The reminiscences of John Bowman . . .
In the autumn of 1943, the country was split into two areas of operation, roughly on a line north of London in a north westerly direction to Lancashire north of Manchester. North of the line were the Blue Force, south of the line were the Red Force. That is if I remember rightly, or perhaps vice-versa. The local Home Guard were also involved, but only at weekends.
These manoeuvres involved in excess of 40,000 troops. The local area was in a line marked by the Grand Union Canal running north, with the canal forming an obstacle.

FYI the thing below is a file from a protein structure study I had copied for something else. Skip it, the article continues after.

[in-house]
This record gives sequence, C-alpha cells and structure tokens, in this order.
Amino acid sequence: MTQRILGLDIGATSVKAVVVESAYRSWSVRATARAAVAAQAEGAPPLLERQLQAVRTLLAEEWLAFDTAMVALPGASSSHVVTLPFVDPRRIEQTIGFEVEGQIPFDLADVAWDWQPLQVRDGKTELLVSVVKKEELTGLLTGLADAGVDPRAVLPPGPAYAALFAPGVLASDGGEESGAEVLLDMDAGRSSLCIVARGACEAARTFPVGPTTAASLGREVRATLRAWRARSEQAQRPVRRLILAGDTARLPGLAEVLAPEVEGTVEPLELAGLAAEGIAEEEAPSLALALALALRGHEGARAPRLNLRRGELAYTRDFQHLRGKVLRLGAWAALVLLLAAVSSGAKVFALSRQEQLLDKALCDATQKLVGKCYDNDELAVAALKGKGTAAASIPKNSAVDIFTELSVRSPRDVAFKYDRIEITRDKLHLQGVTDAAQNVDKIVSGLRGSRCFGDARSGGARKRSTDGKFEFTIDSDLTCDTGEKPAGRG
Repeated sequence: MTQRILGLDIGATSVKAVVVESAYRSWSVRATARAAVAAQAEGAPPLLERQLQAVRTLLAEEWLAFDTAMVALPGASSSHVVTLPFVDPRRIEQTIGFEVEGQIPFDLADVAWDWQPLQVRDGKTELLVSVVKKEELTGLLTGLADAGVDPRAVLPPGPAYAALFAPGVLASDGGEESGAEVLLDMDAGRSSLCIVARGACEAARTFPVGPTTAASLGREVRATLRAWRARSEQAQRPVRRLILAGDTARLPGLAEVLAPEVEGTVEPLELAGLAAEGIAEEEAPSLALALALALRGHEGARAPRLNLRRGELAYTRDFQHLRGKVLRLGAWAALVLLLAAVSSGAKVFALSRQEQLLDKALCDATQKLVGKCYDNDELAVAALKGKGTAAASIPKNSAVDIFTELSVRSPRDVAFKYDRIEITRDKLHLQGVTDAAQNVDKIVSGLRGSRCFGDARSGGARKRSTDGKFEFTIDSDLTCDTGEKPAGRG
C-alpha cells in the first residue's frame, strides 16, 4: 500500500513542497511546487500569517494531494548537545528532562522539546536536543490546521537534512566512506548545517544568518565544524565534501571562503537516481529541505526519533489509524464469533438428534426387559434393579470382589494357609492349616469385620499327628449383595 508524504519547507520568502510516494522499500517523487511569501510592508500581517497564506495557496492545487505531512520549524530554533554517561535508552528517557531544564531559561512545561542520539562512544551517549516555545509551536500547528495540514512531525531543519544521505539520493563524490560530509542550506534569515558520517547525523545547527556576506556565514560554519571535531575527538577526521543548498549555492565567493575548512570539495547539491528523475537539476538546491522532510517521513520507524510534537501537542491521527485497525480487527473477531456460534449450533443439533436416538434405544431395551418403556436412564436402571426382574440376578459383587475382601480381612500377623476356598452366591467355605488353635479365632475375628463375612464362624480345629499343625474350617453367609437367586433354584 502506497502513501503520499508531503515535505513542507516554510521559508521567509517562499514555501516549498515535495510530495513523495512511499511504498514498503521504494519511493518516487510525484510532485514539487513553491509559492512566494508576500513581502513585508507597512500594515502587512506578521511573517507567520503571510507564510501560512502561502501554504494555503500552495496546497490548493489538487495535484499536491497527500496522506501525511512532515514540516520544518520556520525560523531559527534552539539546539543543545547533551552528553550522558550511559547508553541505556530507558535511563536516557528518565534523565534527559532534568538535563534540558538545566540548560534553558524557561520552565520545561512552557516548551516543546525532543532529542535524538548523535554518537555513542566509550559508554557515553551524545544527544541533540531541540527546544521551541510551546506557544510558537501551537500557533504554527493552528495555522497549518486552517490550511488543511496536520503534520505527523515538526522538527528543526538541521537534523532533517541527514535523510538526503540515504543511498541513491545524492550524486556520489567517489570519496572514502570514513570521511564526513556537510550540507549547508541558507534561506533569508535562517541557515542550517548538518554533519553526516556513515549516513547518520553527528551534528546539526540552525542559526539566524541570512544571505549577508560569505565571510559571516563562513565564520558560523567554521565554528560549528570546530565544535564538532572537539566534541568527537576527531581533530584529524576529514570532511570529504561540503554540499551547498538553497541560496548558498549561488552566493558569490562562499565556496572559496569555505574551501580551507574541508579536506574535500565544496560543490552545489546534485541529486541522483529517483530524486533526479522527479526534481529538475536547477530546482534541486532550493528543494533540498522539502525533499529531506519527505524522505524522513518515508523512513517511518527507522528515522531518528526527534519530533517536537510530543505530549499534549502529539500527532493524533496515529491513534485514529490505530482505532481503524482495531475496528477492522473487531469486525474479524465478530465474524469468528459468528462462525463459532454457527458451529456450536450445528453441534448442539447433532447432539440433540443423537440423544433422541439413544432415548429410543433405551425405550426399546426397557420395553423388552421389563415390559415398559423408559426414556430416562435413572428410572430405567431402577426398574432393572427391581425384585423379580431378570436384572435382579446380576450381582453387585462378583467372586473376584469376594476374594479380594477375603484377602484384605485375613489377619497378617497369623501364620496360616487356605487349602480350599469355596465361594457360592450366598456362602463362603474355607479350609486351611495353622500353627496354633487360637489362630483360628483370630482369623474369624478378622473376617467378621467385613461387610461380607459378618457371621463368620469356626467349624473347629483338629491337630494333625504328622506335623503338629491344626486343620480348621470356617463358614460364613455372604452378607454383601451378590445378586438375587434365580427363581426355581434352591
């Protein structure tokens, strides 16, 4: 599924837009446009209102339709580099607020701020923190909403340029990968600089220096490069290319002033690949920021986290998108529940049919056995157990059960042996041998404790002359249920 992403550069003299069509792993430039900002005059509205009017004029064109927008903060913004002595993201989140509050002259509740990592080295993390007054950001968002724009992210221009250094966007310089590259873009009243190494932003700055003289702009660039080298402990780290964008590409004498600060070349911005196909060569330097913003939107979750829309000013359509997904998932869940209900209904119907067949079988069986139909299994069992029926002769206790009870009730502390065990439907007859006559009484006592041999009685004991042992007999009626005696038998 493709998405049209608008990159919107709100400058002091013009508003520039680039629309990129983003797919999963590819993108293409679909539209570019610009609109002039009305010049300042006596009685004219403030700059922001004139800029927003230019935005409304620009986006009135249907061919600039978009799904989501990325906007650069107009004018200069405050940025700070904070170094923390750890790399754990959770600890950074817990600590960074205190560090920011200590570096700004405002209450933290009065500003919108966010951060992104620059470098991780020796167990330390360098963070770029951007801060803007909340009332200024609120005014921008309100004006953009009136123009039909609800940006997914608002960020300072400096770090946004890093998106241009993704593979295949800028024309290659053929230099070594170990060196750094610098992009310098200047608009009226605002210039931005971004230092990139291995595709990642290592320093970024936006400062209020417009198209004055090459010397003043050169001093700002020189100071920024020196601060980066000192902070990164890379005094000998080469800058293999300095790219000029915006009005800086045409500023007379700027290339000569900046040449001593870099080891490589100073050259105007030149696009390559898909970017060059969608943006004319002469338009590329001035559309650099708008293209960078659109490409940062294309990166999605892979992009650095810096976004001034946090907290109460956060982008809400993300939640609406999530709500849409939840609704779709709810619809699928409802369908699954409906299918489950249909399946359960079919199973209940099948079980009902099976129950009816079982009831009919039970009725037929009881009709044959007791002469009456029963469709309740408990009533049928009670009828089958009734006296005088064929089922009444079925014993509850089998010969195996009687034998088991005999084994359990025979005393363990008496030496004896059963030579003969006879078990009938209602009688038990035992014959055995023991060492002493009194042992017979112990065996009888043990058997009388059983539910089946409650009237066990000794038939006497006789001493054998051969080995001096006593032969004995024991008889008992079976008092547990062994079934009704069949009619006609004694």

I myself was a Sergeant in the Army Cadet Force, the 5th Hertfordshire Regiment (Tring Company). We were used, at the time, as scouts by 7C Company, Home Guard. I and my section were attached to No. 1 Platoon, based at the ‘The Grand Junction Arms’, Bulbourne. We were not in the pub, but in the outbuildings.
One regular army unit, I remember, was a battalion of the Somerset Light Infantry, who were bivouacked in the avenue of lower Tring Park. Supporting units were over the hill at Wigginton, towards Cholesbury, wherever tree cover could be found.
The action continued for about two weeks or so.
I hope this will give you an idea of local disruption, which we, as young lads, thoroughly enjoyed.